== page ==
Wednesday 1 May 2013
A new blood test for women with breast cancer could identify more women who will benefit from the targeted treatment Herceptin without the need for uncomfortable biopsies.
The new ‘liquid biopsy’ uses cutting-edge genetic techniques to detect breast cancer DNA in the bloodstream, and was developed by a team at The Institute of Cancer Research, London, and The Royal Marsden NHS Foundation Trust.
The technique can detect whether breast cancers are being driven by too many copies of the HER2 gene - known as HER2 amplification - and could be used to pick out women who might benefit from Herceptin and other similar drugs, but are not currently receiving them.
Researchers believe it could be adapted to a range of other cancers and drug targets, allowing doctors to monitor genetic changes in tumours through a blood test rather than needing invasive biopsies.
The research is published in Clinical Cancer Research today (Wednesday, 1 May) and was funded by the National Institute of Health Research, with additional support from Cancer Research UK and the Dr Mildred Scheel Foundation for Cancer Research.
Currently, if a patient’s breast cancer relapses after initial treatment, doctors perform tumour biopsies to determine which treatments the cancer is most likely to respond to. But biopsies are uncomfortable, intrusive and only test part of a tumour – and it’s not possible to biopsy cancer repeatedly.
Previous research has shown that blood samples from cancer patients contain trace amounts of DNA from their tumour cells, known as circulating free DNA. In this study, scientists investigated whether analysing circulating free DNA could detect gene amplifications known to cause cancer growth.
Researchers took blood samples from 58 patients with recurrent breast cancer to assess the potential of a technique called digital PCR to detect HER2 amplification – which signifies a particularly aggressive form of breast cancer, but one which can be treated with Herceptin.
The new technique was able to accurately identify HER2-positive breast cancer 64% of the time, and HER2-negative cancer 94% of the time.
Dr Nicholas Turner, Clinical Researcher at The Institute of Cancer Research and Honorary Consultant Oncologist at The Royal Marsden, said: “Herceptin has been effective at treating HER2-positive breast cancers, but the problem with cancer-causing genes like HER2 is that they can be acquired or lost as a tumour progresses, so at any point in time you might miss a tumour for which Herceptin may work.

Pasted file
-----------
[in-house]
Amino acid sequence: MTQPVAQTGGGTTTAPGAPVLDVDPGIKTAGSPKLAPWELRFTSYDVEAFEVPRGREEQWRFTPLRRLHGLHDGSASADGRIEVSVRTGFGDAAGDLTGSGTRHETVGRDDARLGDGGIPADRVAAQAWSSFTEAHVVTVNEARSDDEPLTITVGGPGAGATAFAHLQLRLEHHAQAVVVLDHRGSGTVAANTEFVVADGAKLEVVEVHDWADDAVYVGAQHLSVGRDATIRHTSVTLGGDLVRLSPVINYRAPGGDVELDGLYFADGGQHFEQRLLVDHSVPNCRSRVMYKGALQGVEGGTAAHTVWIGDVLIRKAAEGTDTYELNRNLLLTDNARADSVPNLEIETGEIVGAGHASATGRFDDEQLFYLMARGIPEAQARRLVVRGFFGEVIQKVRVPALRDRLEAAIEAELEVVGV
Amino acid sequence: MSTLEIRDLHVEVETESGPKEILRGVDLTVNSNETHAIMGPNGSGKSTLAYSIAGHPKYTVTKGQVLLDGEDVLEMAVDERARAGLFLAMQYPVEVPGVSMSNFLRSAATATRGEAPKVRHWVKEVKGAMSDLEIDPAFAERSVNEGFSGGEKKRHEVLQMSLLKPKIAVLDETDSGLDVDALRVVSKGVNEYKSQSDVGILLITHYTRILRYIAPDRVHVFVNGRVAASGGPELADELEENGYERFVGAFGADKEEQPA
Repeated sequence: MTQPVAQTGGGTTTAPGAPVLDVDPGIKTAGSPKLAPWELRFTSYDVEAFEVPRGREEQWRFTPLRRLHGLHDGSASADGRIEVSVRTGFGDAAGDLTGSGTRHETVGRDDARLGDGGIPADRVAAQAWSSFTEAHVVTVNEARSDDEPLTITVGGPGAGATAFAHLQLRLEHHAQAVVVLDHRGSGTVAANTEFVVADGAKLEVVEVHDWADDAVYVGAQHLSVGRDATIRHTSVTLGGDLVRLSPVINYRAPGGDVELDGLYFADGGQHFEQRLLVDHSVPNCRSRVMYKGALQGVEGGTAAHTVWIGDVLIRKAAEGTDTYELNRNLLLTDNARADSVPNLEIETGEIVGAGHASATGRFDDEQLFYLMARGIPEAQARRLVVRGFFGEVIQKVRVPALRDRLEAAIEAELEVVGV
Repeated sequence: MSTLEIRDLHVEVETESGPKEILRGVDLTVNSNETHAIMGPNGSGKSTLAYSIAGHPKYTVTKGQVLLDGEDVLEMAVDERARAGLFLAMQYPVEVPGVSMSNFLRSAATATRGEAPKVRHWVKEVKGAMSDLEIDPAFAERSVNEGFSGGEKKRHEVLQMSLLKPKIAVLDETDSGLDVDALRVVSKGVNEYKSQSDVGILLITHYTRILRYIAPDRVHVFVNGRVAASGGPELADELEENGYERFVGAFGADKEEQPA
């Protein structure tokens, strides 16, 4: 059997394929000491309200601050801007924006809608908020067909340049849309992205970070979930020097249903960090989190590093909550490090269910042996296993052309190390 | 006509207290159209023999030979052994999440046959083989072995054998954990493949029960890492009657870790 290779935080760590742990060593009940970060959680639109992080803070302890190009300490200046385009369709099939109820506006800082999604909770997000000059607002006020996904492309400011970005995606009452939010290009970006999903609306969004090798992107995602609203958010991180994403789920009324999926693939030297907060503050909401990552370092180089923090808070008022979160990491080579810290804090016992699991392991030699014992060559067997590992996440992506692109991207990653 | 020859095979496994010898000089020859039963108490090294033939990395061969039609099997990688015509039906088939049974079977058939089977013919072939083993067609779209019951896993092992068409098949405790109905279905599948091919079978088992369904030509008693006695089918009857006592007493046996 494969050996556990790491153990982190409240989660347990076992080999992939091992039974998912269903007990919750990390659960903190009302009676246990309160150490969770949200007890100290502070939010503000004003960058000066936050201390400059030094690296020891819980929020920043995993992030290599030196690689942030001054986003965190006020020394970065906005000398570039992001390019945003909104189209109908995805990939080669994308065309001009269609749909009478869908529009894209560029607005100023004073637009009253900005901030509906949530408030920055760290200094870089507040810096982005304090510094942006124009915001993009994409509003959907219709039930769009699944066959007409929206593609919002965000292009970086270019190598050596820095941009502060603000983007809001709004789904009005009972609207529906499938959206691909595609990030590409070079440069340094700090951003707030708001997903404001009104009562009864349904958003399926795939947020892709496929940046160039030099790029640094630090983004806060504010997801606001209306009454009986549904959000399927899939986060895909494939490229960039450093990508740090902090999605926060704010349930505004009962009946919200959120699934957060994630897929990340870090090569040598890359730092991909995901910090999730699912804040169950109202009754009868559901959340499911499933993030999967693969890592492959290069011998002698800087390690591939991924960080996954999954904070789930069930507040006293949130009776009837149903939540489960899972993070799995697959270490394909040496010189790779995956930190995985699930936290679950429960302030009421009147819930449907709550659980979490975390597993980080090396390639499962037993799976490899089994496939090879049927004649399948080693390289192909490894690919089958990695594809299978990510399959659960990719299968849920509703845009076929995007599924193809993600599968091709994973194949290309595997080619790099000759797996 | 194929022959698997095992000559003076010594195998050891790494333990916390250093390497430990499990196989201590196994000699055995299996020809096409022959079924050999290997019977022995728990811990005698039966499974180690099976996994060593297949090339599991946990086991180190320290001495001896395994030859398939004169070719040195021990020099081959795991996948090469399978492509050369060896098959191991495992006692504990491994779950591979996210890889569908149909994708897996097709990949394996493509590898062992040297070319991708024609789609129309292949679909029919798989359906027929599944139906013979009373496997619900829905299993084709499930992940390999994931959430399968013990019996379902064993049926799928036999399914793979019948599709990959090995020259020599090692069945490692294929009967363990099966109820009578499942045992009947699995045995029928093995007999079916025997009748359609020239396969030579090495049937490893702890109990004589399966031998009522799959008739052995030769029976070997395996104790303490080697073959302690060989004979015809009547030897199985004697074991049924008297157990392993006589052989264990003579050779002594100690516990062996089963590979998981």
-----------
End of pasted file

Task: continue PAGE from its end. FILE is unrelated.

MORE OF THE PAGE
“It’s not possible to take multiple biopsies from patients through their treatment course, but this study shows that we can detect HER2-positive breast cancers through a blood sample. That could allow us to regularly monitor women with breast cancer using simple blood tests and potentially increase the number who are treated with Herceptin. The test is at this time at an early stage and does require further assessment in clinical trials before it could become widely available.”
Professor Alan Ashworth, Chief Executive of The Institute of Cancer Research, said: “Personalised cancer treatments are becoming highly sophisticated and tailored to individual cancers so it’s really important that doctors can make accurate assessments of the genetic make-up of tumours. This new liquid biopsy has exciting potential as a means of analysing tumour DNA in the blood stream, allowing clinicians to track genetic changes as they happen and adjust treatment to them. By assessing quickly and painlessly whether a particular gene is activated in breast cancer, doctors will be able to choose the best targeted therapy for their patients.”
Dr Naureen Starling, Associate Director of Clinical Research and Medical Oncologist at The Royal Marsden, said: “This is a very exciting development using a new blood based assessment to ensure the right patients receive the right targeted therapy. At The Royal Marsden we are committed to ensuring that patients receive treatment that is tailored specifically to them and their tumour and by reducing the need for biopsies, there will be significant benefits for our patients.”